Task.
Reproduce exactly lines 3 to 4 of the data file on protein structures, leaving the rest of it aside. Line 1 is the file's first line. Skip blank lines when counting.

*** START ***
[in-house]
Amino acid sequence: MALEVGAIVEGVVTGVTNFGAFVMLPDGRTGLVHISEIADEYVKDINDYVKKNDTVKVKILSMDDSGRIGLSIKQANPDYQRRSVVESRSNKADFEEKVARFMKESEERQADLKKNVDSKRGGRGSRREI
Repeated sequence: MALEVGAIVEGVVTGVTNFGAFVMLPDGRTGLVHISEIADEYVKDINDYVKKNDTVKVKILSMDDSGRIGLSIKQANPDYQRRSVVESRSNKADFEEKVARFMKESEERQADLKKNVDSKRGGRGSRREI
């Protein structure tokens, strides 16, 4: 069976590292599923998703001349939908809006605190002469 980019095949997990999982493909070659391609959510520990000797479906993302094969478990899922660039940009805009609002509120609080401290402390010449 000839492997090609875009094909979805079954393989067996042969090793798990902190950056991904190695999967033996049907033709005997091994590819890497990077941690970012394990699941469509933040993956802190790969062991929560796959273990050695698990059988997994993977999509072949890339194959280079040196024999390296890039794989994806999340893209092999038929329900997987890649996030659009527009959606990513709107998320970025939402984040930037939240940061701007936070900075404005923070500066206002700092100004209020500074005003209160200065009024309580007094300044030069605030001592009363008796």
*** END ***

Repeated sequence: MALEVGAIVEGVVTGVTNFGAFVMLPDGRTGLVHISEIADEYVKDINDYVKKNDTVKVKILSMDDSGRIGLSIKQANPDYQRRSVVESRSNKADFEEKVARFMKESEERQADLKKNVDSKRGGRGSRREI
């Protein structure tokens, strides 16, 4: 069976590292599923998703001349939908809006605190002469 980019095949997990999982493909070659391609959510520990000797479906993302094969478990899922660039940009805009609002509120609080401290402390010449 000839492997090609875009094909979805079954393989067996042969090793798990902190950056991904190695999967033996049907033709005997091994590819890497990077941690970012394990699941469509933040993956802190790969062991929560796959273990050695698990059988997994993977999509072949890339194959280079040196024999390296890039794989994806999340893209092999038929329900997987890649996030659009527009959606990513709107998320970025939402984040930037939240940061701007936070900075404005923070500066206002700092100004209020500074005003209160200065009024309580007094300044030069605030001592009363008796």